But it does seem like she’s playing with fire. Remember your first diet? The one that was so easy because your metabolism was undamaged? The weight fell off, and then you wanted to keep going and it got harder and so you dug your heels in and restricted until you were starving. Or you didn’t keep going, but stopped at a reasonable weight and then a period of stress in your life made you gain a few pounds and you freaked out and tried to go back on the original diet but it was harder and you were stressed out so you decided to double down and starve yourself because it was the only thing that made you feel better?
OK, maybe that was just me.July 5, 2013 at 9:22 am #7177redm72Participant
Nope, not just you. :)July 5, 2013 at 9:27 am #7178
That definitely wasn’t just you. And great to see you Gazelle.
There is no doubt that refeeding like she has for so long and so successfully can “reset” a person’s ability to lose weight with traditional methods. Hopefully Cheese won’t go through the whole diet escalation process again.
For me, I lost weight through massive amounts of exercise, less weight lost and more rebound weight gain with each 4-month round of hardcore physical activity.
By doing is to many times and so many rounds my body is incredibly entrained to completely shut down metabolically in response to an exercise-induced calorie deficit. I have to keep my exercise levels fairly moderate.July 5, 2013 at 12:19 pm #7206
Yeah, I knew I should’ve just searched on 180 ;)
I know you’re still trying to keep it cool with Cheesy, Matt, but you gotta see that she’s pretty hard-core refuting everything you’ve been writing, especially in that piece about concentration camps. You pretty much grilled people over the fires for saying the same stuff that she is right now.
In the nytimes commenter board some person responded that they had family who had survived the camps or knew people or heard direct accounts or whatever, and that even when refeeding commenced, they “couldn’t handle the food” and died (supposedly because the “normal” intake was too much). Now, after reading Gwyneth’s site it seems like the likely culprit was that they were still fucking starving! Read her “Extreme hunger” and the one that talks about difficulties in getting clinicians on board with realistic feeding protocols (I’ll have to look it up) on YourEatopia.com
Anyway, it is very interesting about the mind-fuck we’ve been given when it comes to actual low calorie diets and the repercussions.July 5, 2013 at 12:44 pm #7208
This is the one I was talking about.July 5, 2013 at 1:45 pm #7216Adam NoelParticipant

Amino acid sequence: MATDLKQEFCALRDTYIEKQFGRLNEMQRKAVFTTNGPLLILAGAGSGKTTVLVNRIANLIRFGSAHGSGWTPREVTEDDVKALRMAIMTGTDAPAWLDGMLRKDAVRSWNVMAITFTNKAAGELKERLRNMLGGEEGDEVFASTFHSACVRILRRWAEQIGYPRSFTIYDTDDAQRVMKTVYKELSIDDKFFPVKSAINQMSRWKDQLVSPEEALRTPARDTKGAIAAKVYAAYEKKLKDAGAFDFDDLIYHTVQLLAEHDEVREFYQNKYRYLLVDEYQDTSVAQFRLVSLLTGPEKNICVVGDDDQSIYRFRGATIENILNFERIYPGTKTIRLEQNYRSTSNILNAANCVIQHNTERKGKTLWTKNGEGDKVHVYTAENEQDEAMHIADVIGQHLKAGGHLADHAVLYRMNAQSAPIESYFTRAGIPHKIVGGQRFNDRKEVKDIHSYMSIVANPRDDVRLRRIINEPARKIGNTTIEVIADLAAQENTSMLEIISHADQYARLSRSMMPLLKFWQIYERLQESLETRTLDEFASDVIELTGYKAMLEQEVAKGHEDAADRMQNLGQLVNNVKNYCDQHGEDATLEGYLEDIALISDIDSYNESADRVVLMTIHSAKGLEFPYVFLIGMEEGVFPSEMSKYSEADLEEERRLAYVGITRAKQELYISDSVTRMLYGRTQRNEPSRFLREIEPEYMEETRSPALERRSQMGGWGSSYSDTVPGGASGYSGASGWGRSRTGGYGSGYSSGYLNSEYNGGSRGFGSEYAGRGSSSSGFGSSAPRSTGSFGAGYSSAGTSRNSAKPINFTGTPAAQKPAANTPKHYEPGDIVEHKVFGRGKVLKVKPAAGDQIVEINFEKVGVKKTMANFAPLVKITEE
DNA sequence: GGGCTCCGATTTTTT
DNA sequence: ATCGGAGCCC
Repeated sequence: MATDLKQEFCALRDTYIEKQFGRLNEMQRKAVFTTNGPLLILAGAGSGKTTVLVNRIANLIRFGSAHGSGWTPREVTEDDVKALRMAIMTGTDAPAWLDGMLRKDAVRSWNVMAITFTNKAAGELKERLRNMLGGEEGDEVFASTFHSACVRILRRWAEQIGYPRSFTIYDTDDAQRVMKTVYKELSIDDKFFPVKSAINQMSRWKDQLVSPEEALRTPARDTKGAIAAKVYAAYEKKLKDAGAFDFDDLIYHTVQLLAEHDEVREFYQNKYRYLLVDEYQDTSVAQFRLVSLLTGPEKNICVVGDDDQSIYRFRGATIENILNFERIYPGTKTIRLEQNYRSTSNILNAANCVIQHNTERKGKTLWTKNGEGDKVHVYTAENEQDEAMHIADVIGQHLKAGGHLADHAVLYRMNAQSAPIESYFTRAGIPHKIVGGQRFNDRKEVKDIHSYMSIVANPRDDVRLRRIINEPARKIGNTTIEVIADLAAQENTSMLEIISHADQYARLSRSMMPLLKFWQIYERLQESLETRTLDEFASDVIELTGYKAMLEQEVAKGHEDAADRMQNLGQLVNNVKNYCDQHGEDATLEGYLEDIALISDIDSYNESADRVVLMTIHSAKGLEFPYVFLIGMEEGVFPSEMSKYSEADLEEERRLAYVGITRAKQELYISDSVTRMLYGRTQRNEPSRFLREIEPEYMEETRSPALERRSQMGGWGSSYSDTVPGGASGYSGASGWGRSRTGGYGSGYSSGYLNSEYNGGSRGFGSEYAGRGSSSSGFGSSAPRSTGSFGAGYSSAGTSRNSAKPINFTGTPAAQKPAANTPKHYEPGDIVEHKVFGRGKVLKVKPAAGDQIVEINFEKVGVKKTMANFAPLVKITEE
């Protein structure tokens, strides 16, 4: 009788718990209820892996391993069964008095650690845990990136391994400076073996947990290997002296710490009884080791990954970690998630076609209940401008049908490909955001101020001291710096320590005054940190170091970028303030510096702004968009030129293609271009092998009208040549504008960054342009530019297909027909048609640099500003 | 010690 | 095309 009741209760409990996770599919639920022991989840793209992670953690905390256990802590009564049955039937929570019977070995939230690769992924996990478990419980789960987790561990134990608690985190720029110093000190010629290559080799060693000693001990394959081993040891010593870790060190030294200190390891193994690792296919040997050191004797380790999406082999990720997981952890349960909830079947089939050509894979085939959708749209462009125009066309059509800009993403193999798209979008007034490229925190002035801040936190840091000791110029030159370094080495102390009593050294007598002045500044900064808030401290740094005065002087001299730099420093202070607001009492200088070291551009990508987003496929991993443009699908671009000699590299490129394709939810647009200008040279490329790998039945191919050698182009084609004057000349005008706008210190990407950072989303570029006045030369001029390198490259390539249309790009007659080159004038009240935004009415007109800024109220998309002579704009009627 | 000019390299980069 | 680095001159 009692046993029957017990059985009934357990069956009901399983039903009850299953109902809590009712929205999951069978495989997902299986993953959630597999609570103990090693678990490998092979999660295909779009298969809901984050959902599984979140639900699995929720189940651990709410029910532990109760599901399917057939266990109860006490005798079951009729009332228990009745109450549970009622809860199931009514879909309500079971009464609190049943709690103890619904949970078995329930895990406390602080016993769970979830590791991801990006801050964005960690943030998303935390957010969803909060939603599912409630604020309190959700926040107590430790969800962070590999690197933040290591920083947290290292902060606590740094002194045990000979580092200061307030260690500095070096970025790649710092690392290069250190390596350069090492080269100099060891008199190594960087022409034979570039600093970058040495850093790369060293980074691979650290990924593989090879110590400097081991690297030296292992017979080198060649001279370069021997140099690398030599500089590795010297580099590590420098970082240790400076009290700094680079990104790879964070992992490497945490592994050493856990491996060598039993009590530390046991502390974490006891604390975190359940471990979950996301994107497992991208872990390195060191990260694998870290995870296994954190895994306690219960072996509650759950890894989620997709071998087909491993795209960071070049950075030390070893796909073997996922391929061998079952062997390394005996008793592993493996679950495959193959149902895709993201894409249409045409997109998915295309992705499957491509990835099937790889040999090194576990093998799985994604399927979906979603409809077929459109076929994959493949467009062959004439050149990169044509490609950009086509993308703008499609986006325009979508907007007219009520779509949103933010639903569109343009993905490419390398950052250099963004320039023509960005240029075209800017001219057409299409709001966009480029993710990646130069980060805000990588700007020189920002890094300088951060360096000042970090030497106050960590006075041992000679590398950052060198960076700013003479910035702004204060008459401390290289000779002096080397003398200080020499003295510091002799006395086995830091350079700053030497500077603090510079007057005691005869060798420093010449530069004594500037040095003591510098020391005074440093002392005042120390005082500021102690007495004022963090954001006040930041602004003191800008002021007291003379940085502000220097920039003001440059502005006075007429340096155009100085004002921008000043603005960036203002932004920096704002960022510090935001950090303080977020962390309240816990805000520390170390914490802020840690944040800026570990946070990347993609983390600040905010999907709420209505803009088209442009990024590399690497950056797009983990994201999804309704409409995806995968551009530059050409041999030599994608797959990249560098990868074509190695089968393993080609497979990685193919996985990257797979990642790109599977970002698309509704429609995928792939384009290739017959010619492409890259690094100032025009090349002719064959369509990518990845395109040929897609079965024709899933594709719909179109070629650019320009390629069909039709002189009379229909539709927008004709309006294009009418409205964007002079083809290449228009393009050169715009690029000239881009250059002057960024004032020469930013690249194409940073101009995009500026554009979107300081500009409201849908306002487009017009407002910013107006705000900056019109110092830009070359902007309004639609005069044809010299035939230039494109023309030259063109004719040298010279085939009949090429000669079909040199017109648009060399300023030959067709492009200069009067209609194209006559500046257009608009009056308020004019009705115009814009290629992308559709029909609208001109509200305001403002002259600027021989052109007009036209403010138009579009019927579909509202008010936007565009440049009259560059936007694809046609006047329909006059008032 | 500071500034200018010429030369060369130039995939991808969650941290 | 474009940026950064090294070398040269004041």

The part that threw me for a loop was her insistence that she lost 20% body fat (She mentions it in the post) in two months. She now insists she has 20% body fat and that she’s overweight. Everything I’ve read on body fat and body composition suggests 20% is on the low end of the fitness spectrum for women and borderline athletic.
She also states she was 40% a few months ago and is 20% now. My back of the envelope calculations suggest (168 with 40% = 100 pounds of lean mass, 148 with 20% = 118 pounds of lean mass) that she’s done the impossible. Not only has she lost a net 20 pounds she gained 18 pounds of muscle. (Or the bio-metrics she’s tracking are off)
I do not dismiss the possibility that she keeps it off but the route she is taking is the typical extreme crash diet. She also seems to ignore the fact that the body defends body fat levels and that feeling starved amongst overweight people is perfectly normal.July 5, 2013 at 2:13 pm #7223fluffyjaeParticipant
I felt sorta sad to read that. I thought she totally relaxed about food intake after her rrarfing experience, but I guess she really wanted to lose the excess weight. I’m happy for her, but I hope her caloric restriction doesn’t develop into an unhealthy obsession (like it did for me)~~~~
Is weight loss caused by extreme caloric restriction even sustainable long-term? it would suck to have that weight bounce back when she goes back to eating normally.July 5, 2013 at 2:36 pm #7229RobModerator
One thing I really liked in Go Kaleo’s book is the idea that you start and continue eating at the level that supports your goal weight. It will take you longer to get there, whether up or down, but you give your body a chance to acclimate to that.
So for example, if I’m at 185lbs, and want to be at 175lbs, I’d eat the ~3000 calories/day required to maintain an active, healthy 175lbs, rather than the ~3100 calories a day to maintain an active, healthy 185lbs. That’s around 100 calories a day less, which means it might take 1 month to see 1lb of fat loss. Losing that 10lbs might take almost a year, but when I get there, my body is already acclimated to 3000 calories and doesn’t have much to rebound from.
Most people do the opposite, which is- they eat way under maintenance when losing, or way over maintenance when bulking. Then they transition to a maintenance calorie intake, and there’s usually some internal backlash.
I should also mention that Amber encourages tweaking based on biofeedback. That 3000/day calorie goal will work only if you experience satiety and no metabolic slowdown as a result. You play around and go with what works. Your ideal weight may be higher than your goal weight, in which case you adjust up. You want enough food that you’re not hungry and have energy to be active.